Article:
The Convention on the Rights of the Child (CRC) of November 20, 1989 and in particular, its articles 3, 12, 13, 22, 37 and 40, as well as many other international and European instruments state the necessity that children in legal procedures be assisted by skilled professionals. On a European level, the Council regulation (EC) No 2201/2003 of 27 November 2003 concerning jurisdiction and the recognition and enforcement of judgments in matrimonial matters and the matters of parental responsibility provides that the hearing of the child plays an important role and that it shall be ensured that the child is given the opportunity to be heard during the proceedings unless this appears inappropriate having regard to his or her age or degree of maturity.
The Guidelines of the Committee of Ministers of the Council of Europe on child-friendly justice, adopted on November 17, 2010 by the Committee of Ministers, makes it a priority to train these professionals. More recently, on November 19th 2011, the General Assembly of the United Nations adopted the Optional Protocol to the Convention on the Rights of the Child on a Communications Procedure. This protocol has been in force since May 28th, 2012. This protocol is a major step for the rights of the child: if a child believes their fundamental rights were violated, they can file a complaint to the Committee. The introduction of the individual complaint for children was much expected but is submitted to strict conditions, such as the obligation that the complaint is written, or that it should be founded.
Regarding the international and European legislation, children are more and more called to be implied in judicial proceedings they are involved in. But in a lot of Member States, despite some of them having implemented new laws to address the issue, the rights of the child remain theoretical whereas it must be real and efficient rights. This efficiency should be even more insured that children are vulnerable persons.
Needs that the project aims to address
In all aspects of assistance of children for the protection and efficiency of their rights, the full commitment of different professionals is required. Lawyers are the most directly concerned. Yet, regarding the specificity of children (regarding their vulnerability and their own applicable legislation), the legal professionals must be given the opportunity to acquire a solid and specific legal training, in various areas regarding childhood (psychology, health, audition techniques).
If in some countries such training is incomplete and patchy, in others it is nonexistent. Training European lawyers is indispensable to ensure the effective protection of children’s rights during court proceedings. But such protection can’t go without the necessity of permanent contact between these lawyers. Indeed, because more and more children are travelling within Europe, children’s lawyers should be able to be in contact with their national counterparts, who are trained in the children’s country of origin. This, in order to ensure the most accurate and effective defense and assistance possible in the country where the situation is born. The establishment of such contacts is not easy, explaining why a network of lawyers should be put in place.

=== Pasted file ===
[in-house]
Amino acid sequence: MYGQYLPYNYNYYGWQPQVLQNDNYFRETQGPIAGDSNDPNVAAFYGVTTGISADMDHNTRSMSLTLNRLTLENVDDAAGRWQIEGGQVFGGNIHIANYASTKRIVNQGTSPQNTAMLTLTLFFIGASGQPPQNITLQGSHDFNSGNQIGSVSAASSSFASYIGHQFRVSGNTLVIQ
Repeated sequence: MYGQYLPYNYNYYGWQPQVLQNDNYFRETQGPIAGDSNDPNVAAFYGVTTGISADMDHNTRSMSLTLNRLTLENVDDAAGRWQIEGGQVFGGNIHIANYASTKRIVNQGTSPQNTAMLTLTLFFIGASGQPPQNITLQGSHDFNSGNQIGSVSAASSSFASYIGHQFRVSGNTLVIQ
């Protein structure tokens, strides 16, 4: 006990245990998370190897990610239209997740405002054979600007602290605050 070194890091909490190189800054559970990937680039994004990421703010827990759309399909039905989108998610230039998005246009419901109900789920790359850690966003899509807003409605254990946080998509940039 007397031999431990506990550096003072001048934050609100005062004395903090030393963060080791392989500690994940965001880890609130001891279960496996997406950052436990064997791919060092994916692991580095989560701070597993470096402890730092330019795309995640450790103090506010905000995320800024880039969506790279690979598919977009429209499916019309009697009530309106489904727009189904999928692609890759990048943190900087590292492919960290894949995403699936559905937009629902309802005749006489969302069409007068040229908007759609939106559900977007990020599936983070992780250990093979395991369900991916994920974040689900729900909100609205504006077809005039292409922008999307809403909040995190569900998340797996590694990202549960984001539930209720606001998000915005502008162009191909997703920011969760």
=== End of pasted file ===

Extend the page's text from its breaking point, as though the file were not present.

In the children’s interests, the network should be a discussion and exchange forum for lawyers, allowing them to debate at European level on the implementation of the legislative framework and their role in the defense of children.
The main objective of this project, which is coordinated by the Paris Bar, is to train 180 lawyers from 6 different countries (Spain, Greece, Poland, Ireland, Cyprus and France) on national law and EU legislation related to the rights of the child, while enriching them with the experience from other Member States through the participation of international speakers in the seminars to be held at national level. There will be 6 national seminars where international speakers will participate and explain how this topic is addressed in their Member State, with the aim of passing on good practices.
Another project objective is to promote networking between lawyers participating in the national seminars. This networking will give the project a dimension which is both national (between the national participants in the seminars) and cross-border (between participants and speakers).
Finally, this project will also contribute towards the EU’s proposed objective of enabling half of the legal practitioners in the European Union to participate in European judicial training activities by 2020, and will put into practice the relevant recommendations of the “Study on the state of play of lawyers training in EU Law”.
The project targets directly those lawyers who will participate in the 6 seminars and those who will access the seminar material that will be available online (creation of a website). Indirectly, the project will target and benefit children in general who require the help of a lawyer in criminal, administrative and civil proceedings.
This project is financed with the support of the Justice Programme of the European Union